Springs Fever: A Field & Recreation Guide to 500 Florida Springs.
3rd Edition by Joe Follman and Richard Buchanan

Devil's Eye Spring

Gilchrist County

Summary of Features

  • Scale - 2nd magnitude
  • Scenery - excellent
  • How Pristine? -  steps to water, land cleared around spring, developedcamp/swim/dive/recreation area, otherwise fairly 
  • pristine
  • Swimming - excellent, outstanding snorkeling
  • Protection - very good
  • Crowds - heavy on warm weekends
  • Access - excellent
  • Facilities - excellent
  • Safety - very good
  • Scuba - yes
  • Cost - free from river; $14 for adults and $4 for children age 6-12 to swim


Part of the Ginnie Springs complex complex at 5000 NE 60th Avenue, High Springs, FL 32643. Web link and map at http://ginniespringsoutdoors.com/park-info/. From High Springs, drive south on U.S. 27/41 about 1 mile. Turn west (right) onto State Road 340 (Poe Springs Road), drive about 6.5 miles, and then turn right onto graded road at sign for Ginnie Springs. Follow another mile to the entrance.a

Spring Description

Devil's Eye Spring is a dramatic cylindrical limestone shaft that lies in a large clear pool in the lower end of the Little Devil Spring run abou t50 feet from the Santa Fe River.  It is marked by a tethered red ball. The shaft is about 18 feet across and about 20 feet deep.  At the bottom of the shaft on the west side is a cavern entrance that, according to DeLoach (1997, p. 86) leads to a depth of 65 feet and exits out of nearby Devil's Ear Spring.  About 10 feet down on the east side is a natural limestone seat.  Water in the spring is very clear and can be a deep, even glowing, blue.  Under other conditions, the water can be greenish, and the spring is subject to inundation by the Santa Fe River when the river is high.  The full run is about 300 feet in length.  Water in the spring is clear and can be blue or green depending on lighting and other conditions.  The inteconnected cavern systems associated with this and other springs at Ginnie Springs have been mapped for 33,000 feet. Over 30,000 divers visit the Ginnie Springs complex each year.  Water in the spring is around 72 degrees.  Studies show that the springs are fed by two watersheds that encompass 300 square miles (Rauch, 2003).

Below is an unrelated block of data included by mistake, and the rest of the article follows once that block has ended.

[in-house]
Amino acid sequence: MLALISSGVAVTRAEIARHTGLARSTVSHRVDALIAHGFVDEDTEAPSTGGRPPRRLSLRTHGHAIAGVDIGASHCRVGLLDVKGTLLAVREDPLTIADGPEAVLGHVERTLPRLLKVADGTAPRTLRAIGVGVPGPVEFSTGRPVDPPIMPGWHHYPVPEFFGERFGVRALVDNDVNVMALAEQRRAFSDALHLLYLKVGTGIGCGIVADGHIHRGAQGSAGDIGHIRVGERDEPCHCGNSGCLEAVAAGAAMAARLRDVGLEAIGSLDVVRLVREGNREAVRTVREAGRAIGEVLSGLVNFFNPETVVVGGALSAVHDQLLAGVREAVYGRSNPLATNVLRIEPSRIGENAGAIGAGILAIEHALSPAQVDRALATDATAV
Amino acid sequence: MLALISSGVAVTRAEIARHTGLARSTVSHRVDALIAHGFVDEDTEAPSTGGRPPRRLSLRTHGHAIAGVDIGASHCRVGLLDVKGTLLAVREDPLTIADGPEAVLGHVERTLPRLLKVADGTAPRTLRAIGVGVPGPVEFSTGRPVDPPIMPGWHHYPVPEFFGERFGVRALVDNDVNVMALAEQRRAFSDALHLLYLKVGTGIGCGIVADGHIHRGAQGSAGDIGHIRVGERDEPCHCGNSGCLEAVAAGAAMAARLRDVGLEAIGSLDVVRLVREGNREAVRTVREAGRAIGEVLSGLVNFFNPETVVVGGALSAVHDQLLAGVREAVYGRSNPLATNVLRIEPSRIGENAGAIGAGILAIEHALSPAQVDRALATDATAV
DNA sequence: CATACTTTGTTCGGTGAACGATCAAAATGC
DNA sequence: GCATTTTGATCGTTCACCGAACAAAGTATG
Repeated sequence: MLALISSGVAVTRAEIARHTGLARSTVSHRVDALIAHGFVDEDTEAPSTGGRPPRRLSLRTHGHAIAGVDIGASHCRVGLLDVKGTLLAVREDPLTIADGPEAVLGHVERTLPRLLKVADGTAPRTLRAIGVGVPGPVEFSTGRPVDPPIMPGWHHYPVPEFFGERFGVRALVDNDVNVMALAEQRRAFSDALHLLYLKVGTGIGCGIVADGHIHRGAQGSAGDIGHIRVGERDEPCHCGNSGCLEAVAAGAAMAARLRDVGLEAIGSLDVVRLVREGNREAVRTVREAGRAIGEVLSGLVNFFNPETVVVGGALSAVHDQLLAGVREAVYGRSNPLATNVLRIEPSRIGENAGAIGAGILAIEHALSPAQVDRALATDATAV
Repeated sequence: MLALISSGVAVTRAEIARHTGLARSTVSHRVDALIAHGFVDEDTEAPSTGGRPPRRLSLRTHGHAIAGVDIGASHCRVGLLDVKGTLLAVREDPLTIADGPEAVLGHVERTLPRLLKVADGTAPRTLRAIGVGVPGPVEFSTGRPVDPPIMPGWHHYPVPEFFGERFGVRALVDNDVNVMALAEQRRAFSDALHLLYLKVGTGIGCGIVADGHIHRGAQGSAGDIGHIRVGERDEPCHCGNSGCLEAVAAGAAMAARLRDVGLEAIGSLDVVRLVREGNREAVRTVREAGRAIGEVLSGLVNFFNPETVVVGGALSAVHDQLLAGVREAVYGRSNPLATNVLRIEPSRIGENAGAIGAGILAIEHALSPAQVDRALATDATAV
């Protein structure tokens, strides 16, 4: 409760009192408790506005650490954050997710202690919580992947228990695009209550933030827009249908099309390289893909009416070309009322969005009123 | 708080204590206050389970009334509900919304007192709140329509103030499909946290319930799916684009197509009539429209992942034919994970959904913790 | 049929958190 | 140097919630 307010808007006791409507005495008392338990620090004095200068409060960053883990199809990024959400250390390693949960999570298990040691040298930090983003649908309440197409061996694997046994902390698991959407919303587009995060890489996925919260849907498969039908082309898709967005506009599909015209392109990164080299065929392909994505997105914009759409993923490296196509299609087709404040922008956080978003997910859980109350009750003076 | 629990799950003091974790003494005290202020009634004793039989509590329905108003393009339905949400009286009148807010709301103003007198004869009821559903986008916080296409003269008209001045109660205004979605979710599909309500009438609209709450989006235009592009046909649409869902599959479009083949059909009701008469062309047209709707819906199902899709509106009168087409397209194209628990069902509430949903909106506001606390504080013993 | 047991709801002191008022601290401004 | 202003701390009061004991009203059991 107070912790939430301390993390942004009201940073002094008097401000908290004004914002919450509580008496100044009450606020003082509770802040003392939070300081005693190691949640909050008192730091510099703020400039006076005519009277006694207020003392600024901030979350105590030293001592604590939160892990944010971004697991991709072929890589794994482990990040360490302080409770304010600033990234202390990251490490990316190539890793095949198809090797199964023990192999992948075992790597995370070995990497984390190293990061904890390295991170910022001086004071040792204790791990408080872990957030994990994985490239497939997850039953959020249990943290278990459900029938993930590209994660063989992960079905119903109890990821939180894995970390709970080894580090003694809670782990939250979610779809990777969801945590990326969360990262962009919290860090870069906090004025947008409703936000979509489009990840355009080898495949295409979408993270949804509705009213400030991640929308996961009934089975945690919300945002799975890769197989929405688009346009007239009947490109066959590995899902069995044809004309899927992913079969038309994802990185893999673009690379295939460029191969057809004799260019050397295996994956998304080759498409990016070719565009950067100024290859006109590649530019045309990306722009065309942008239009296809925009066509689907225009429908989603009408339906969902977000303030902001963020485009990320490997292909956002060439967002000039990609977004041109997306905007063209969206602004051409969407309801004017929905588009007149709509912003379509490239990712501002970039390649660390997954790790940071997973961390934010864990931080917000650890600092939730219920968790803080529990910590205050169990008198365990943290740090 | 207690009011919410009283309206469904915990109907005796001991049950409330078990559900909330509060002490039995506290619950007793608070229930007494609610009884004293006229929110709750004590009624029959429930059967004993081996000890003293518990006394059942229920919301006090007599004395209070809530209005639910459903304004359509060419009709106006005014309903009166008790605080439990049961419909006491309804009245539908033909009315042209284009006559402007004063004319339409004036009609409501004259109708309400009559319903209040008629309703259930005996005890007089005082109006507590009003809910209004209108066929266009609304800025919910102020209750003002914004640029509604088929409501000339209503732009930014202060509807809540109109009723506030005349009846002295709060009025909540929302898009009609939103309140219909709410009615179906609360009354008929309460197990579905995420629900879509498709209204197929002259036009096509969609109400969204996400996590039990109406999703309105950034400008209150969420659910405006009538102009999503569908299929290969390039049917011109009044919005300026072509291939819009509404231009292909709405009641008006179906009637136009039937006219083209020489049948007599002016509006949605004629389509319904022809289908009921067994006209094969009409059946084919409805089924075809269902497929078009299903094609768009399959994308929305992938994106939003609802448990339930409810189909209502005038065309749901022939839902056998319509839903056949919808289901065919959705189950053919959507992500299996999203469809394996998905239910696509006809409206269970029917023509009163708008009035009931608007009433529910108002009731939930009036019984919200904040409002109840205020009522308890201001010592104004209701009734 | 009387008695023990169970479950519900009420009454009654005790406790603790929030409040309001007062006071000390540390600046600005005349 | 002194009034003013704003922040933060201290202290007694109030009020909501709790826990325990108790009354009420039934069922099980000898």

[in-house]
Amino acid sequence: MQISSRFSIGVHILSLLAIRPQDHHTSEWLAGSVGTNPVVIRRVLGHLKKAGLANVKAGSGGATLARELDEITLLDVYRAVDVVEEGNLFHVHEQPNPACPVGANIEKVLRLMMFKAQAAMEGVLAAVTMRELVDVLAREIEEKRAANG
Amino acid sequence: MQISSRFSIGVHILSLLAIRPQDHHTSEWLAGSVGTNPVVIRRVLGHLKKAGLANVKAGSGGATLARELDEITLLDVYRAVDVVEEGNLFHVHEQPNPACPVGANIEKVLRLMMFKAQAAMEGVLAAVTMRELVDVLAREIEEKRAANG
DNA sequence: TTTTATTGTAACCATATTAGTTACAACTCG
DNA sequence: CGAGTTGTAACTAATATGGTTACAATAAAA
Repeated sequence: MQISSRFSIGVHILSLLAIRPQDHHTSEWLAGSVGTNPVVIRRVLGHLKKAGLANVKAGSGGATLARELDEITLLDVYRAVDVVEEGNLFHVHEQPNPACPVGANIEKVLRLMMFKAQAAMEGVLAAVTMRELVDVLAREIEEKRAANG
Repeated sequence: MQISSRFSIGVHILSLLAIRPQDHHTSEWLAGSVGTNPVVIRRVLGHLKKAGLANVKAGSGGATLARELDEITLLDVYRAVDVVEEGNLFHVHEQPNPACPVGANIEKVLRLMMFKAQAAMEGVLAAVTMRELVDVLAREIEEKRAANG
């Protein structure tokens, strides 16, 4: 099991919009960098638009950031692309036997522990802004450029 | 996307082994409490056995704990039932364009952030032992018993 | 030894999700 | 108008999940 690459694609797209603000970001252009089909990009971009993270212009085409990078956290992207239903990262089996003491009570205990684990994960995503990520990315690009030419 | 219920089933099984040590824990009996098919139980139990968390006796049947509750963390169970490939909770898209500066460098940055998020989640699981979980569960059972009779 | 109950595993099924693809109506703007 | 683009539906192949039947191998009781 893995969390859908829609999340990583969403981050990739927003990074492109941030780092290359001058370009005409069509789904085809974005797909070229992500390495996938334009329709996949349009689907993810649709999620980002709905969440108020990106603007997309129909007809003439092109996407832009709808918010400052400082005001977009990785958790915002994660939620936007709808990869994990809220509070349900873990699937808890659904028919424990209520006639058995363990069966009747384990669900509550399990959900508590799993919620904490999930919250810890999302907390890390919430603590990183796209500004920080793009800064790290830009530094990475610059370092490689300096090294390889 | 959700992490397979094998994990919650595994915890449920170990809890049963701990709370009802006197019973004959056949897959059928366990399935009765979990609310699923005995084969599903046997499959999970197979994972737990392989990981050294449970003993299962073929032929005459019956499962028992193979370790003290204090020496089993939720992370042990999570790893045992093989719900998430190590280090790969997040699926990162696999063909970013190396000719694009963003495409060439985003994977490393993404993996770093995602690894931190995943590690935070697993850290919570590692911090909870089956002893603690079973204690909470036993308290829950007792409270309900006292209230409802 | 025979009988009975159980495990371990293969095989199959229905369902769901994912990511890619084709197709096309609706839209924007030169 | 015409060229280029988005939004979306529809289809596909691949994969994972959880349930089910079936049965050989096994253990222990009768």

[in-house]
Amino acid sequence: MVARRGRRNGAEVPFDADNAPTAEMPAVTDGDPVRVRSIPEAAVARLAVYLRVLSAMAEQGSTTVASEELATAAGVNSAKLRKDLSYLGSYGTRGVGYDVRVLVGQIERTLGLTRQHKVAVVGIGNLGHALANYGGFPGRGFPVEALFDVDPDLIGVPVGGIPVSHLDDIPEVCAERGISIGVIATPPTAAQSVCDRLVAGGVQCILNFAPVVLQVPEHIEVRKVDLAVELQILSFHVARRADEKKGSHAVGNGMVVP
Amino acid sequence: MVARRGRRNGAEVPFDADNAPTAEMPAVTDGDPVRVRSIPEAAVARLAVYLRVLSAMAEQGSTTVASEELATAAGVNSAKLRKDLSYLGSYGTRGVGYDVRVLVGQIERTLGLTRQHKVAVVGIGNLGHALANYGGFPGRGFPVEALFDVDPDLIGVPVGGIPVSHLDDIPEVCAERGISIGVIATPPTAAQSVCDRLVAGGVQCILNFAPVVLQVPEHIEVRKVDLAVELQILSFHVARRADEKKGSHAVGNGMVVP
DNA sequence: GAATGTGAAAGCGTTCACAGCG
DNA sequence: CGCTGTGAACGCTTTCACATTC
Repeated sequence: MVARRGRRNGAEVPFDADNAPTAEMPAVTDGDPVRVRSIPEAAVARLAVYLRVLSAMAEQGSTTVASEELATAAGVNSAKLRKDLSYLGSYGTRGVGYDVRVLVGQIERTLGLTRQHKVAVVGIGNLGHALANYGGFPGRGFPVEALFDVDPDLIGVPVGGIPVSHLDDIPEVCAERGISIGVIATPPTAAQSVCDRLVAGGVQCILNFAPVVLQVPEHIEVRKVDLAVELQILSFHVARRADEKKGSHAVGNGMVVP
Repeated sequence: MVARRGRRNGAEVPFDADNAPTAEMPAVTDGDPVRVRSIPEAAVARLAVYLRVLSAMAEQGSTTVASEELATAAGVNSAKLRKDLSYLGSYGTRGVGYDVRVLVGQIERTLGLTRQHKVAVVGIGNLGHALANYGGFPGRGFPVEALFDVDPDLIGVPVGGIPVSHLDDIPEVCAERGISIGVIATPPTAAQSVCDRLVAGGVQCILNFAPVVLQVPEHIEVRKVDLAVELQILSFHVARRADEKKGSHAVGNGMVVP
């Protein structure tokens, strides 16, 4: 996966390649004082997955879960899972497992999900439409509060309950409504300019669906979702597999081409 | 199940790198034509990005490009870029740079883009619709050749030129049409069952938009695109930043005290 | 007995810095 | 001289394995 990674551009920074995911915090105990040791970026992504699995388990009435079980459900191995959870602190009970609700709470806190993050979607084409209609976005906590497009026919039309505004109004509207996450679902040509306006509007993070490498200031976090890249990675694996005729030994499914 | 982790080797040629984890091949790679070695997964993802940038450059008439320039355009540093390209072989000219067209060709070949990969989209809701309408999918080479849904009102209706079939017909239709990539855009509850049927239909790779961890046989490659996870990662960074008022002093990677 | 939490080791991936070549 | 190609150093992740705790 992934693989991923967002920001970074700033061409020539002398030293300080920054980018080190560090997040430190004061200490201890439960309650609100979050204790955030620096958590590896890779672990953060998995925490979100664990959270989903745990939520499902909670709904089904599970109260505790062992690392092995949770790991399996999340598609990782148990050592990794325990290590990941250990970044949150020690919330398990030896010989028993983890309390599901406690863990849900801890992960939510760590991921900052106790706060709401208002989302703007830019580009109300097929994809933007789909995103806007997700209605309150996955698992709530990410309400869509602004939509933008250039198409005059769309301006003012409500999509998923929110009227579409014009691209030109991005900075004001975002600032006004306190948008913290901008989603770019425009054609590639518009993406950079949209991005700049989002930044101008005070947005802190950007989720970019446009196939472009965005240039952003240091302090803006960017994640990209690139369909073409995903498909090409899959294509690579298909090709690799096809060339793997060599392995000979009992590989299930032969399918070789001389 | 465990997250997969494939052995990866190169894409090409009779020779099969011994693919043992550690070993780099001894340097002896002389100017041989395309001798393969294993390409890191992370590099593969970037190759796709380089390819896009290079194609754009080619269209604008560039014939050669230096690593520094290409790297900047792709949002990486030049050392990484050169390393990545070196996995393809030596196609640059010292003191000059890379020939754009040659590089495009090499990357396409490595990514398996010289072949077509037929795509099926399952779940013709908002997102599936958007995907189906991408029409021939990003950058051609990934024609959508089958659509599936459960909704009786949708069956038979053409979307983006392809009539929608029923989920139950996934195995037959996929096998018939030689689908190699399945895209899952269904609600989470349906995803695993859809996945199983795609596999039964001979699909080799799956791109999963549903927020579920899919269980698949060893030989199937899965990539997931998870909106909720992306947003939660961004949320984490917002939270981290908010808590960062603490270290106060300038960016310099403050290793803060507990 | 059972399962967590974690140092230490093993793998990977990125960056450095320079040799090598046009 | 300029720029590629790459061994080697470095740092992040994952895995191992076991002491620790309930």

Personal Impressions

One of the authors' all-time favorite springs. Devil's Eye is the most dramatic of several cylindrical springs along the Santa Fe River. Most of the other springs in this area fissures, and none of the cylindrical vents compares to Devil's Eye. On clear and quiet days, the clarity ofthe water in this spring can be absolute.

Nearby Springs

Other Nearby Natural Features